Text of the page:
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Earlham College Graduate Becomes 1st Afghan To Receive Rhodes Scholarship

MARY LOUISE KELLY, HOST:

When Summia Tora heads to Oxford University in England this fall, she'll be making history - the first Rhodes Scholar from Afghanistan. Well, Tora just finished her undergraduate studies here in the U.S. at Earlham College in Indiana. Right before the pandemic shutdown, she helped organize an informal, in-person ceremony.

(SOUNDBITE OF ARCHIVED RECORDING)

VI TRAN: Hey, guys. Welcome to minigrad (ph). Less than 24 hours ago, this started being planned. That's crazy, OK? Crazy.

KELLY: Summia Tora joins me now from her home in Virginia.

Hey there. Welcome.

SUMMIA TORA: Hi. How are you?

KELLY: Hi. I'm well. Thank you. I should start by saying congratulations. I'm told the official graduation was just this past weekend. I'm guessing, like every graduation, it was held virtually. Where were you?

TORA: Thank you so much. Yes, it was held virtually, and I was actually in Charlottesville, Va., with my cousin. So I tuned in virtually through Zoom.

KELLY: And what was that like?

TORA: It was sad, to be honest.

KELLY: Yeah.

TORA: I did not expect it to go that way. I was hoping that my mom and my dad would be there with me, and they're in Pakistan right now, quarantined. So that didn't happen. But I was still very grateful that regardless of the current situation, we all have finished our undergraduate and now are able to go do something in the world. Yeah.

KELLY: Yeah. Well, you certainly are. Just to fill people in a little bit on the remarkable life you've already led - you mentioned your parents. I know your family fled Afghanistan. You were refugees in Pakistan. You were able to make it to the U.S. to finish high school and then on, as we mentioned, to college in Indiana. What propels you now to Oxford in England?

TORA: The main reason why I applied to Rhodes scholarship to go study at Oxford was because they have one of the best refugee studies and forced migration program. And I'm particularly interested in working with displaced communities and specifically refugees in Pakistan and also internally displaced people in Afghanistan. And I found out about the Rhodes scholarship and the impact Rhodes scholars have made around the world, and that inspired me a lot. And that's why I eventually decided to apply for Rhodes, and I'm grateful that I was able to be awarded.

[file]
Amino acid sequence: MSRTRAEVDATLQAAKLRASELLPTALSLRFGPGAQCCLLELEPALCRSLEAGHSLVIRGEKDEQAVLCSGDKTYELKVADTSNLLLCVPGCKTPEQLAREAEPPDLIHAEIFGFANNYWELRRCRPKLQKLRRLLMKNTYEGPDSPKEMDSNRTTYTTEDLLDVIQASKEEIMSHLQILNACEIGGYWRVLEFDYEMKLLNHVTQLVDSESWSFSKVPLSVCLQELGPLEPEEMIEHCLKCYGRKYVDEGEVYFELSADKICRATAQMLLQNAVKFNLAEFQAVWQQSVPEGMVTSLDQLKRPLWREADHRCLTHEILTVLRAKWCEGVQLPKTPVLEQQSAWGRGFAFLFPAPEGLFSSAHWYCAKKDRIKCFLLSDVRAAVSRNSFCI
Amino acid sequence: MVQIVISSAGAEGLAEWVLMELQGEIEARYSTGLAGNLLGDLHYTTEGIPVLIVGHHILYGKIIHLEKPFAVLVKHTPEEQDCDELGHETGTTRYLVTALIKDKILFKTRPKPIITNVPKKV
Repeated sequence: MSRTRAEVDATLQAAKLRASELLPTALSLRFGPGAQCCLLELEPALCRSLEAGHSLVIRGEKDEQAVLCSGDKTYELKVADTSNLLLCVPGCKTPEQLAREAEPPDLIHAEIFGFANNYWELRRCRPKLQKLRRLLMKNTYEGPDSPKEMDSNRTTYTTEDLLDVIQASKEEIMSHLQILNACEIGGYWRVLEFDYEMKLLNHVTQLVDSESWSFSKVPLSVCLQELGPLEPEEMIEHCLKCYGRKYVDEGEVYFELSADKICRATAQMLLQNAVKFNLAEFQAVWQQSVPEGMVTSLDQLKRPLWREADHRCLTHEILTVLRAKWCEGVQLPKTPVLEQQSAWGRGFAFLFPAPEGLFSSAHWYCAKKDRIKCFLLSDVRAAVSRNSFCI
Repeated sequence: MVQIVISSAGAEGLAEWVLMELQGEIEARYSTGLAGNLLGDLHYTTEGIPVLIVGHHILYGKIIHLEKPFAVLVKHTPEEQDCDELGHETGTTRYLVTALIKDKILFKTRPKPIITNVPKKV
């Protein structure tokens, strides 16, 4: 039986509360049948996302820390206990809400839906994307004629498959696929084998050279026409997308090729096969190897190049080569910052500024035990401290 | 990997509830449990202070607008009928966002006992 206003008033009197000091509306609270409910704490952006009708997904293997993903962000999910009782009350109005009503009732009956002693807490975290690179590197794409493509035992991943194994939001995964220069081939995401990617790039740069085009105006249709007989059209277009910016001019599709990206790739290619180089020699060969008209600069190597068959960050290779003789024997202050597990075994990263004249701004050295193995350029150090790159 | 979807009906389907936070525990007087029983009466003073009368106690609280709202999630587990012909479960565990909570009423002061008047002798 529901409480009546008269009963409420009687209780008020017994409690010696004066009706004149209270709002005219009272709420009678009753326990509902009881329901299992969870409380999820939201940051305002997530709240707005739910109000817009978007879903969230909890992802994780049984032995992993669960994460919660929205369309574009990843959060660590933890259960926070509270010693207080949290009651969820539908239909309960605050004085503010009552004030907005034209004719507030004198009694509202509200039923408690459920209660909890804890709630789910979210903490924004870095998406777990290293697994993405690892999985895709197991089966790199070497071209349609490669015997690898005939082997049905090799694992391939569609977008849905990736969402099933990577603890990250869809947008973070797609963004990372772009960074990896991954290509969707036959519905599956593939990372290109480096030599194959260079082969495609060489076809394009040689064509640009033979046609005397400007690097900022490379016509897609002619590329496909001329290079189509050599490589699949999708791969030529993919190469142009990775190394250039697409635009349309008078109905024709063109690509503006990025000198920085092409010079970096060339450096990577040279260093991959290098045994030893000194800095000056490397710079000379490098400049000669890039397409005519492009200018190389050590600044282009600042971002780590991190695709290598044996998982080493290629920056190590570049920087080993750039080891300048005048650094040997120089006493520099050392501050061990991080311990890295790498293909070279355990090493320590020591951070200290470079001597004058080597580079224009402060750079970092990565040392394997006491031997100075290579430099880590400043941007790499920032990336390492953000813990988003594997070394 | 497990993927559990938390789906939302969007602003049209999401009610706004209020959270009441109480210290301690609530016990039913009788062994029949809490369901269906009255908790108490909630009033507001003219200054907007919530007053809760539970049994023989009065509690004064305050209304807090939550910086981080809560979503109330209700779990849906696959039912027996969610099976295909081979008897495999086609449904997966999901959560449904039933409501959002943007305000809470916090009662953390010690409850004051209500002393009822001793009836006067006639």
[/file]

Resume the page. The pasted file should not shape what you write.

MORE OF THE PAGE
KELLY: I do want to ask because I read that, at first, you were somewhat reluctant to apply for the Rhodes, which is named, of course, for the man who endowed it, Cecil Rhodes, who believed in white supremacy and didn't want women or people of color to apply. What changed your mind about applying? And what would you want to tell him, I guess, if you could call him up today?

TORA: Yes. I was very reluctant to apply in the beginning, when my professors and my - some of my peers who encouraged me to apply for Rhodes scholarship, and part of the reason was the - well, the main reason itself was the legacy of Cecil Rhodes and how Rhodes scholarship came into being. And if you look into the history, historically, Rhodes scholarship was created for white men to come together and promote white imperialism around the world. And the thought of that made me very uncomfortable, me, myself, growing up as a refugee and a person of color. And eventually, when I learned about what actual Rhodes scholars in the present world have been doing to combat what Cecil Rhodes had stood for, I think that was the main reason why I decided to apply for Rhodes scholarship.

KELLY: Yeah. And just - we just have a few seconds left, but if you could - if he could see you today, what would you want him to know?

TORA: I'd want him to know that everything that he advocated for did not - everything that he believed or advocated for does not stand true, and there are many who are changing what he has - what he historically has done to exclude.

KELLY: Summia Tora, thank you.

TORA: Thank you.

KELLY: She'll be a Rhodes scholar this fall. Best of luck.

TORA: Thank you. Transcript provided by NPR, Copyright NPR.

Hey, thanks for reading.
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